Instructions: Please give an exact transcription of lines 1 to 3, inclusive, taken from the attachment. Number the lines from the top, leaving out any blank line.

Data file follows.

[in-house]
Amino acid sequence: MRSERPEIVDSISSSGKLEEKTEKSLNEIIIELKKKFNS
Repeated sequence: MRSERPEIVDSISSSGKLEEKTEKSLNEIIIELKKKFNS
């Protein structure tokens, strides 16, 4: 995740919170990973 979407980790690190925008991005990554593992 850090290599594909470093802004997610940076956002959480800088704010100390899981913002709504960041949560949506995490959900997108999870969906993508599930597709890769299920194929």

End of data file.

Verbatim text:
[in-house]
Amino acid sequence: MRSERPEIVDSISSSGKLEEKTEKSLNEIIIELKKKFNS
Repeated sequence: MRSERPEIVDSISSSGKLEEKTEKSLNEIIIELKKKFNS